PS. She’s on Twitter: @KTArguile

One of Us is Lying by Karen M. McManus

Claire Thompson, Program Officer

Image courtesy of Random House

People have been describing the bestselling YA novel, One of Us is Lying by Karen M. McManus as The Breakfast Club with murder thrown in, and I would say that’s accurate. 

The story starts with five kids in detention who all seem to represent the different teen archetypes: the rebel, the jock, the nerd, the social outcast and the pretty, popular girl. I was wary when these characters were introduced, worried this would be a cliché teen story with two-dimensional characters. However, there’s more than meets the eye with these teenagers, just like those teenagers in The Breakfast Club. McManus reveals their hidden sides by telling the narrative through each of their voices. The further you get into this book, the more you start to empathise with each character, yet at the same time, question everything they say and do, wondering if they could be the murderer. 

One of Us is Lying is a fast-paced, page-turner that I couldn’t put down. If you loved the mystery of Pretty Little Liars and Gossip Girl, then this is the book for you. And the best part is, the ending of One of Us is Lying actually makes sense. 

She I Dare Not Name: A spinster’s meditations on life by Donna Ward

Sarah Mott, Project and Communications Officer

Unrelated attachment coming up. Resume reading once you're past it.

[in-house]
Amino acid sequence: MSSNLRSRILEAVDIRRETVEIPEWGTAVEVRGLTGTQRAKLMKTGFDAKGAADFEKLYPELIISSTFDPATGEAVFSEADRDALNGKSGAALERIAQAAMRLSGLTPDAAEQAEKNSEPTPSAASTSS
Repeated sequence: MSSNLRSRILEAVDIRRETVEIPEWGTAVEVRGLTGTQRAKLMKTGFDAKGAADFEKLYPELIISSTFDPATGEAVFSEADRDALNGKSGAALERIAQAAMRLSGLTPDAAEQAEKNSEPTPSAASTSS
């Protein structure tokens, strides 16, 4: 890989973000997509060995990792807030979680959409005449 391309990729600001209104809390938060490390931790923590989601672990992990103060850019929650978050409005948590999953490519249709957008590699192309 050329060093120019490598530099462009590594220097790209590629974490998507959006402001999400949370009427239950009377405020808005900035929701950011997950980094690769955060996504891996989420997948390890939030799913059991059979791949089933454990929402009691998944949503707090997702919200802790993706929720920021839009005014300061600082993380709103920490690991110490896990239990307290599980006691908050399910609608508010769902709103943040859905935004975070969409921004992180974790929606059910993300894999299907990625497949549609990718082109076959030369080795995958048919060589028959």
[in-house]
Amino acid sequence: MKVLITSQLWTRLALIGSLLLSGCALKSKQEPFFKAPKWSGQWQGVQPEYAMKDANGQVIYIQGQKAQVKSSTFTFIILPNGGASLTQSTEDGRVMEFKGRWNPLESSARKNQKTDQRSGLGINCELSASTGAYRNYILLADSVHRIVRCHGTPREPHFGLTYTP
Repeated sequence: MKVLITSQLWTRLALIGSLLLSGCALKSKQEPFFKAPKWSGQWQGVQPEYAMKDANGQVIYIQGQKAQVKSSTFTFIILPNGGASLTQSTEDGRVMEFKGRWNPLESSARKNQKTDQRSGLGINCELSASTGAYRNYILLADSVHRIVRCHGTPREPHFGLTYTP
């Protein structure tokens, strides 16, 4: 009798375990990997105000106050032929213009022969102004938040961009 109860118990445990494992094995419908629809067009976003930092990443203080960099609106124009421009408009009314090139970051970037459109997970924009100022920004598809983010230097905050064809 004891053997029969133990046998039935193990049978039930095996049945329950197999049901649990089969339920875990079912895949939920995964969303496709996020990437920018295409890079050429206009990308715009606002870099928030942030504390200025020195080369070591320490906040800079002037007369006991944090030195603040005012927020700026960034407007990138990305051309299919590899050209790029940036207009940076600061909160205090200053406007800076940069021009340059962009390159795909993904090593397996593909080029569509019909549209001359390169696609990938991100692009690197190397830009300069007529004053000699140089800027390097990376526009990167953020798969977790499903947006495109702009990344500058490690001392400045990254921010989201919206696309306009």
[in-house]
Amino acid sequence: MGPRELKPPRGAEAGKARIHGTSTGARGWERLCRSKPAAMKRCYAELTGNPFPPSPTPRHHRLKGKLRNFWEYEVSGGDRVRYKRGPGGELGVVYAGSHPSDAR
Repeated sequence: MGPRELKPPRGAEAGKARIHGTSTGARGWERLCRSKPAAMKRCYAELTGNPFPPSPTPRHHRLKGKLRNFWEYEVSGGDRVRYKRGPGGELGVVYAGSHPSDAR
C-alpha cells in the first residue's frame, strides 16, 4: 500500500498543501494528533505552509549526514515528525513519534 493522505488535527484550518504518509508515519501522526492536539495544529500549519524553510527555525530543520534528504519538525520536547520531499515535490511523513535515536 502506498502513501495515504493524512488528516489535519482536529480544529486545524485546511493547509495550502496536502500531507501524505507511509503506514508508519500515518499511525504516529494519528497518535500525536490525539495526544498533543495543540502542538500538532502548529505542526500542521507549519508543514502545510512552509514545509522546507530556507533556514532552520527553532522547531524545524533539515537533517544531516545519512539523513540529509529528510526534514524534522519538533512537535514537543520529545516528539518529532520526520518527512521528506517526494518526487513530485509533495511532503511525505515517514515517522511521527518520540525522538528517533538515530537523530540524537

Image courtesy of Allen&Unwin

She I Dare Not Name: A spinster’s meditations on life by Donna Ward is a collection of intimate essays that spark an important conversation we need to have. Ward describes a life lived alone in a world that is built for couples and families. This book is not a battle cry for the fabulous single life, or a plea from a lonely place, it is an internal monologue on coming to grips with a life lived alone. It grapples with the ideas of meaning and belonging when society tells you that lovers and family are markers of maturity, home and normality. Ward unpacks the term ‘spinster’ and discrimination this term places on women throughout history. She walks us through loneliness verses being alone, about the idea of home and love as a woman who lives a life you don’t see in the media, books or movies. Ward’s lifestyle is one that is lived by many people in Australia, either ignored or judged by the mainstream, and these voices need to be brought into the spotlight. This book is an absorbing start to this.

When My Brother Was an Aztec & Postcolonial Love Poem by Natalie Diaz

Lou Garcia-Dolnik, Membership and Administration Officer

I’ve just finished Aha Makav poet (and professional basketball player) Natalie Diaz’s two collections of poetry, When My Brother Was an Aztec and Postcolonial Love Poem. I can’t recommend Diaz enough. In moving around her brother’s addiction to meth, her (indigi-)queerness, indigineity/race, family and a deep longing for love and life unhaunted by the spectre of colonisation, her poetry is at once deeply sensual and elegiac, and never fails to embroil its reader in the project of living through matrices of oppression and grief. It’s hard to capitulate the experience of reading a near-perfect collection of poetry, which is testament to her unrivalled skill and aptness for metaphor. I would particularly recommend her lyric prose poems on water and body, which are theses in themselves. I’m rereading Postcolonial Love Poem, not ready to move on from Diaz’s words just yet. Her books can be a little difficult to get ahold of in local bookshops—you can check out her words here and here before committing to ordering them.